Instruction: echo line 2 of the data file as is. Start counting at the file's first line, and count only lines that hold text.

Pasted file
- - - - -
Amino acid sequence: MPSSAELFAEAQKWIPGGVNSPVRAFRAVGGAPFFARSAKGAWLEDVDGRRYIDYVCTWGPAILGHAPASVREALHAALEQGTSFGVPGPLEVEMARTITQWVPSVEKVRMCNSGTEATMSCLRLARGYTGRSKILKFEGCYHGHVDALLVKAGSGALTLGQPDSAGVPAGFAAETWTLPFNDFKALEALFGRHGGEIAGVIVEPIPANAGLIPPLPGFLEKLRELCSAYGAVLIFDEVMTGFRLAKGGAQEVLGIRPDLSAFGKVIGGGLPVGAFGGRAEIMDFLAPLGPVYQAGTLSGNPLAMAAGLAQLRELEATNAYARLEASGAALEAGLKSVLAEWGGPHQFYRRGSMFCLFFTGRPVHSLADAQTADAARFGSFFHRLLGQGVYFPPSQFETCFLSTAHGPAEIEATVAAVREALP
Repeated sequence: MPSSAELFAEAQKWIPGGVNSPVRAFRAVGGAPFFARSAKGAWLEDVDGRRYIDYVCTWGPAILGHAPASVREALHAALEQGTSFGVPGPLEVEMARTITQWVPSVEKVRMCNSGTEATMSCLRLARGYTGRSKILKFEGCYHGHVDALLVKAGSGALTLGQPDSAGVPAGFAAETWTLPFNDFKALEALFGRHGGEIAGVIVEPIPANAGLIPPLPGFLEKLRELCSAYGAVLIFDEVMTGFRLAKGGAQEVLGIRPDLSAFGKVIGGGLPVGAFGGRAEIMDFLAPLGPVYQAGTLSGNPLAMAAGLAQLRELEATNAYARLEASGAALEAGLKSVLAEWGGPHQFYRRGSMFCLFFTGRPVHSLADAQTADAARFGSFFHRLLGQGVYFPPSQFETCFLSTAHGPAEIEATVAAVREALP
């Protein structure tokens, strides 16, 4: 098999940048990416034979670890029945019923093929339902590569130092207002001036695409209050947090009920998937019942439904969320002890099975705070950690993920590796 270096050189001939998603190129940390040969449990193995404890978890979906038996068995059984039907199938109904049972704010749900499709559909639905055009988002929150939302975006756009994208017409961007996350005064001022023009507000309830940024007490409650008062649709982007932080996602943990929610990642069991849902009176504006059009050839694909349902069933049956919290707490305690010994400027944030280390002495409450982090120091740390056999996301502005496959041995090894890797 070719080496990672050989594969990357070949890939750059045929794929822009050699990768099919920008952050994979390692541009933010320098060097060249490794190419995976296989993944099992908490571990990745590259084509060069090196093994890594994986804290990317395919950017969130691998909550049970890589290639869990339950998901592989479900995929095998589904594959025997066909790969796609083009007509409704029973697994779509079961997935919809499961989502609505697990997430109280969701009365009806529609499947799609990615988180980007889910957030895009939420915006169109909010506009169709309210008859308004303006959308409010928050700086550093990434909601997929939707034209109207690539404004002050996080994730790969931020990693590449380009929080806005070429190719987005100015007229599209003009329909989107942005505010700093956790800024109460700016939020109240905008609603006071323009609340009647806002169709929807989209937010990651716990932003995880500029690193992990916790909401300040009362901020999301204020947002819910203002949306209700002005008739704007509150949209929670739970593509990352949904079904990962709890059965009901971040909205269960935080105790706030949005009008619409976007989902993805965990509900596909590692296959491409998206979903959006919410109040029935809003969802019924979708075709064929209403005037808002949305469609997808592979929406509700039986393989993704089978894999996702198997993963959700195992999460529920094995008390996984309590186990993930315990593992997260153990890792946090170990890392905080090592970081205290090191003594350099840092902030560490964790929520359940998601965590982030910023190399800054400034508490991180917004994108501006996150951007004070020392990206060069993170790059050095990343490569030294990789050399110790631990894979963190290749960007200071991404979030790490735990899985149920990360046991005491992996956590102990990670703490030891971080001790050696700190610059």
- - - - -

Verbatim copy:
Repeated sequence: MPSSAELFAEAQKWIPGGVNSPVRAFRAVGGAPFFARSAKGAWLEDVDGRRYIDYVCTWGPAILGHAPASVREALHAALEQGTSFGVPGPLEVEMARTITQWVPSVEKVRMCNSGTEATMSCLRLARGYTGRSKILKFEGCYHGHVDALLVKAGSGALTLGQPDSAGVPAGFAAETWTLPFNDFKALEALFGRHGGEIAGVIVEPIPANAGLIPPLPGFLEKLRELCSAYGAVLIFDEVMTGFRLAKGGAQEVLGIRPDLSAFGKVIGGGLPVGAFGGRAEIMDFLAPLGPVYQAGTLSGNPLAMAAGLAQLRELEATNAYARLEASGAALEAGLKSVLAEWGGPHQFYRRGSMFCLFFTGRPVHSLADAQTADAARFGSFFHRLLGQGVYFPPSQFETCFLSTAHGPAEIEATVAAVREALP